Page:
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Lesson Plans

Re: architecture ideas

[ Thread ][ Subject ][ Author ][ Date ]
Chaney (lchaney)
Sun, 10 Aug 1997 14:48:08 -0500

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Kara Lee English wrote:
> Dear All,
> I am looking for ideas on using architecture in the art classroom at
> any age level. Do you have any great web sites, or lesson ideas or
> crerative uses for teaching art by using architecture?
> Thanks,
> Kara English
> kenglish


I do a project with 7th graders. I got the idea from Arts and
Activities Magazine, but don't remember which issue.

It is a cardboard art project that is an excellent follow-up to an
introduction to 17th and 18th century colonial American Architecture. It
reflects characteristics of the saltbox, and Cape Cod home styles.
We first brainstorm over different possible colonial buildings that
could exist between the years 1650 and 1750. Possibilities could
include: a church, school, tinsmith, blacksmith, carpenter, doctor's
office, barber, potter, general store, saw mill, jail or town hall.
Students pick different ideas so that we end up with a village. We
avoid a town with 12 jails.
First preliminary drawings show each side view, front view, and back
view. No specific scale is used. The overall building size of 4" long
x 3" wide x 5" high must be considered.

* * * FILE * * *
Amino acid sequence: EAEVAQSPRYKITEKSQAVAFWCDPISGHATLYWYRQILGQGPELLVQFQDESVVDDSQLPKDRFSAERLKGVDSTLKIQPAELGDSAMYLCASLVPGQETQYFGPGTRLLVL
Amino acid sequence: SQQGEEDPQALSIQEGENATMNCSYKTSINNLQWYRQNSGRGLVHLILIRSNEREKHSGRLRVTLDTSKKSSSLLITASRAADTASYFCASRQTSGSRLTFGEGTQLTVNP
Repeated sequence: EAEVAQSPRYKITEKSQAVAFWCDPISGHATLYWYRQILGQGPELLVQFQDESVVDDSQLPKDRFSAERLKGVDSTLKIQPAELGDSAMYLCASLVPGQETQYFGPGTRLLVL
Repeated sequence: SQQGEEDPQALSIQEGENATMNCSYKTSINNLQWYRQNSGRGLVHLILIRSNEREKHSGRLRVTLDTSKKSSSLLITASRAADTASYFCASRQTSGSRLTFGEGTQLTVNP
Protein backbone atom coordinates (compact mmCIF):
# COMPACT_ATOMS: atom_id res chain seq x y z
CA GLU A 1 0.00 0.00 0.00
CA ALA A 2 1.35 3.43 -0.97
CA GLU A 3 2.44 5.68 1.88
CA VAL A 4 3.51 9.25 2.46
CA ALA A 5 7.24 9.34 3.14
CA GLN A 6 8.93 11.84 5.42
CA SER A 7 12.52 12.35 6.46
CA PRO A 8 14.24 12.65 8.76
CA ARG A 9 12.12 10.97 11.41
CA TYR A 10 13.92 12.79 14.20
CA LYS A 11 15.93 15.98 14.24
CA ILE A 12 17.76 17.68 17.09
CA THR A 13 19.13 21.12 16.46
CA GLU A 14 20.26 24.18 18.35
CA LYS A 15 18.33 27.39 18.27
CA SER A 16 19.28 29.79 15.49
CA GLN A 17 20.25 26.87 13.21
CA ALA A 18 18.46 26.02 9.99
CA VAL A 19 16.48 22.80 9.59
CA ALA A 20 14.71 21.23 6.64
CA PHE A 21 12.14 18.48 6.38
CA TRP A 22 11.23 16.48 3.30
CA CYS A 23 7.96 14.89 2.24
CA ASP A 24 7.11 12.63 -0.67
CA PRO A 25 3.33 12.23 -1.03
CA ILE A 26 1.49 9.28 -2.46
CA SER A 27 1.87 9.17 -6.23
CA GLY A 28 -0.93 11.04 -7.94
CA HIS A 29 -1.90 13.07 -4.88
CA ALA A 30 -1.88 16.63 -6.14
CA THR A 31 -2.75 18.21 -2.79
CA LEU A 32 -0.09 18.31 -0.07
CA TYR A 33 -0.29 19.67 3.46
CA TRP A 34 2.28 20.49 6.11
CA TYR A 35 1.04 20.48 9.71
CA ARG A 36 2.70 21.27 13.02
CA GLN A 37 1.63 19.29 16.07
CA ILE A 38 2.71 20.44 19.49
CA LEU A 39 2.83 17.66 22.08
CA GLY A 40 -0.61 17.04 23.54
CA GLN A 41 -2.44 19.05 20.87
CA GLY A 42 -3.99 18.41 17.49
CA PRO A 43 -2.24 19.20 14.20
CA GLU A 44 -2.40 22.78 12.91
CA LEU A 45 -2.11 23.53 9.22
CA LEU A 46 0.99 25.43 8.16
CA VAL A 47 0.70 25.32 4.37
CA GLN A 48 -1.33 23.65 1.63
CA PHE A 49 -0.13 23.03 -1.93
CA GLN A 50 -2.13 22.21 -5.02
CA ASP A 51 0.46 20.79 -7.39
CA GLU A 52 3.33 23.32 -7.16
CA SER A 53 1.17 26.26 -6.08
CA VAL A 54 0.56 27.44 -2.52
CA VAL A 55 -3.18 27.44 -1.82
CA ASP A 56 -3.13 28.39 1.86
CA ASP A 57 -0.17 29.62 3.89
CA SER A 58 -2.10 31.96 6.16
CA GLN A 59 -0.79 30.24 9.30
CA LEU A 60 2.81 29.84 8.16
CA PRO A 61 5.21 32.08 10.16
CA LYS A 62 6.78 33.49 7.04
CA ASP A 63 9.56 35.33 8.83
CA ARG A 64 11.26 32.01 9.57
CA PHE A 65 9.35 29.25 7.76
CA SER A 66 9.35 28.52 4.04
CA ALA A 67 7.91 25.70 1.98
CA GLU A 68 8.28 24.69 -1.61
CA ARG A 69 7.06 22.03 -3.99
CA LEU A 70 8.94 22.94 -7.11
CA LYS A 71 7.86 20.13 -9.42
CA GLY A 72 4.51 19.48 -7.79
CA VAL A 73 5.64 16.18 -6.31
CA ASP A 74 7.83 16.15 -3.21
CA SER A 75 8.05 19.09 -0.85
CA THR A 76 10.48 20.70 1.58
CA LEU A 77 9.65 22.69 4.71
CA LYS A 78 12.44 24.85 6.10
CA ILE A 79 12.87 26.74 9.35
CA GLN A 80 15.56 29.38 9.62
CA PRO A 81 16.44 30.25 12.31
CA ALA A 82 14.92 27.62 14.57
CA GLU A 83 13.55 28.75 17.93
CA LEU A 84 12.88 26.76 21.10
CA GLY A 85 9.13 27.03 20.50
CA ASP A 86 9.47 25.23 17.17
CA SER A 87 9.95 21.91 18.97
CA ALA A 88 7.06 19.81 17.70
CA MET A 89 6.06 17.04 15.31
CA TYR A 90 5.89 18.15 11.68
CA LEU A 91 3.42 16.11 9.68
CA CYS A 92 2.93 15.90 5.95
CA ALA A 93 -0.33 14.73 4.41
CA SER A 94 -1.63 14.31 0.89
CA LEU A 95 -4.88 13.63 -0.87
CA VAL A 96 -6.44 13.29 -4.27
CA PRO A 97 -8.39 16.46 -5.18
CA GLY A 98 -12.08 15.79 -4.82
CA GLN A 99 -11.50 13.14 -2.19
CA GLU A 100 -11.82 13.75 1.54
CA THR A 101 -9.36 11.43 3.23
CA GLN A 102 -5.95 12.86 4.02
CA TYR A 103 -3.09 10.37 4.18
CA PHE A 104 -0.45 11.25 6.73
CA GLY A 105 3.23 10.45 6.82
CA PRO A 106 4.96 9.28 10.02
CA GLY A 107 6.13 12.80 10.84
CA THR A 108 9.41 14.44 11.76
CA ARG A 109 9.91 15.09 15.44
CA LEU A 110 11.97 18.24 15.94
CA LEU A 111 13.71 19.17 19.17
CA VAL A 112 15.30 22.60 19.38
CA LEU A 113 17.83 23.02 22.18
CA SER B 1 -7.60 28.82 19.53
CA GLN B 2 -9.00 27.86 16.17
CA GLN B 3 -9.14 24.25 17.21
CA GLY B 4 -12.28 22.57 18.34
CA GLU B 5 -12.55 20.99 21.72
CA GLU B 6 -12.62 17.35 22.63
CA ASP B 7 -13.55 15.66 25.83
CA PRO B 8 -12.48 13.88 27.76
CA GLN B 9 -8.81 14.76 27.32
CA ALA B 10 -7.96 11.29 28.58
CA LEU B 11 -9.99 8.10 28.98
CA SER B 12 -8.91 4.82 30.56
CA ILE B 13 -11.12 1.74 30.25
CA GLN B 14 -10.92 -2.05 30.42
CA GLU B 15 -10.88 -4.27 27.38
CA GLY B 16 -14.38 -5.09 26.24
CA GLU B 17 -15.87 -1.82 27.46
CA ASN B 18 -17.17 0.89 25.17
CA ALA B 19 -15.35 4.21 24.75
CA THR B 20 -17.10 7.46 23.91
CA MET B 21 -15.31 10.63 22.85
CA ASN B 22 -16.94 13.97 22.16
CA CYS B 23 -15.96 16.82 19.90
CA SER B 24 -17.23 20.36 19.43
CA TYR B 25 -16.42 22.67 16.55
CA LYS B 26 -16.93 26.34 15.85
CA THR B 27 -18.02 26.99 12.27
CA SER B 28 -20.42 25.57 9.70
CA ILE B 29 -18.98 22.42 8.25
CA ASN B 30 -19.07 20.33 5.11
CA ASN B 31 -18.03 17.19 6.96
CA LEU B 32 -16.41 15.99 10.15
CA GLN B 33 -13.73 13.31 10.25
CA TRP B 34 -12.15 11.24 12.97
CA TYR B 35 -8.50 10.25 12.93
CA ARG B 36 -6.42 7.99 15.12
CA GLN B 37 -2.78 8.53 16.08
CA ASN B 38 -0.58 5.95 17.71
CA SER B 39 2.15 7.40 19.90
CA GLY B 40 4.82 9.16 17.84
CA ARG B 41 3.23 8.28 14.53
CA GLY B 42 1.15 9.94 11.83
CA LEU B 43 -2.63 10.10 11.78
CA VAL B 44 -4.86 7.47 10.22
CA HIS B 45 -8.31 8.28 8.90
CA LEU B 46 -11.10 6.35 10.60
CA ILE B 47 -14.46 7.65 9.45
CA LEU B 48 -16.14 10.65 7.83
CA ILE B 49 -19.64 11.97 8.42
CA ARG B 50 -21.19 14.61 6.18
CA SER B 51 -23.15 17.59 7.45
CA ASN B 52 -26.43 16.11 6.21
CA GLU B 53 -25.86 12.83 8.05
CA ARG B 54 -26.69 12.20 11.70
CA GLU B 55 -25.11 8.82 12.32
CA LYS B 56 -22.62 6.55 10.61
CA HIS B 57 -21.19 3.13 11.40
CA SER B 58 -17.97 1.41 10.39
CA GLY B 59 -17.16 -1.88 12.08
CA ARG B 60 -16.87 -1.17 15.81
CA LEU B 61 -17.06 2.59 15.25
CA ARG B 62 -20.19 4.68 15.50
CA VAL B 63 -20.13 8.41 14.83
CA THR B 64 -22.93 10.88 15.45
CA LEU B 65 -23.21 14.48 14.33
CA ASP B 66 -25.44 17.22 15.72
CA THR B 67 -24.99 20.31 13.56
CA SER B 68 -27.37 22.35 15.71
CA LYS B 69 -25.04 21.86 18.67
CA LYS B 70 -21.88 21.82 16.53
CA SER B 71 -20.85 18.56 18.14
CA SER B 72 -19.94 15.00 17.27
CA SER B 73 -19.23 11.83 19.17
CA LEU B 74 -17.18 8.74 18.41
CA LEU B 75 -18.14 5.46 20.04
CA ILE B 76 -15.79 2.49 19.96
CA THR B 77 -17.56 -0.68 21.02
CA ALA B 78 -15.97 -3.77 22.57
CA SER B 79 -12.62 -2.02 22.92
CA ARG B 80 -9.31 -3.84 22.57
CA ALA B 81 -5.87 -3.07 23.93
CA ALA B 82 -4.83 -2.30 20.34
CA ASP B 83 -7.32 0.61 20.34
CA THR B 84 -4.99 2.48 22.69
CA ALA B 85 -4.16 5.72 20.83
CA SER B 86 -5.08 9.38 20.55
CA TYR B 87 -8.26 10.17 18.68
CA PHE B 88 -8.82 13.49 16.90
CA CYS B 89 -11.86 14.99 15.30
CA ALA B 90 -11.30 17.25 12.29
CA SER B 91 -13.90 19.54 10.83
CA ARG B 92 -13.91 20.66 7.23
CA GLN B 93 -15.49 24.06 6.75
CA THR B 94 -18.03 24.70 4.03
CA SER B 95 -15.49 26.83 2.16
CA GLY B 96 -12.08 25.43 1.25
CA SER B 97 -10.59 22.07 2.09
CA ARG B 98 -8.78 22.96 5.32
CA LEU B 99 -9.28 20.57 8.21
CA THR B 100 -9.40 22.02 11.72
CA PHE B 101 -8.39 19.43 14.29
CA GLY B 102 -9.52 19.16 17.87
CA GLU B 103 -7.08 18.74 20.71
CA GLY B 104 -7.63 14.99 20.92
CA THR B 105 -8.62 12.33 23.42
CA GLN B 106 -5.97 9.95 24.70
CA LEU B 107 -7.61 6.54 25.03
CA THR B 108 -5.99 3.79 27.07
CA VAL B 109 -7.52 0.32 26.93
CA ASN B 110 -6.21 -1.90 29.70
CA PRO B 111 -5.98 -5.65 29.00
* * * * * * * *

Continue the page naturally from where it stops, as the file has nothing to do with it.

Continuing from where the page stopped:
Student create the building shells with thick clean corrugated
cardboard. Each side is built and glued onto a cardboard lot. The roof
sections are applied as soon as the base is dry. When the main shell is
stable, a chimney, lean-to's or back sheds may be added with more
Decoration is applied next. We discuss texture. Windows, doors,
shingles, shutters, bricks, siding, etc are added using thin cardboard
from shoe boxes, cereal boxes and gift boxes.
Play sand can be mixed with white glue to simulate cement or succo.
Natural rocks can be applied to chimneys, paths, and roads. Sawdust can
be mixed with white glue to simulate a grass texture for the lot. (Ask
shop class for dust). Toothpicks are great for window frames. Macaroni
letters can be used to make store signs, usually with the creaters name
in the title. Small twigs are good for a wood pile. The ideas are
endless!! All materials are firmly glued with Elmers.
Next the entire project is painted with black acrylic paint. This may
take several class periods. EVERYTHING MUST BE COVERED. When dry gold
paint is lightly brushed over all of the 3-dimensional surfaces. The
more textures used the more dramatic the look. The artwork looks as if
it was created in hammered and welded metal.
We then arrange the projects to create a village at the art fair.
Student adore their projects. Any questions feel free to ask.

Melissa Chaney
Midway R-1
Cleveland, MO

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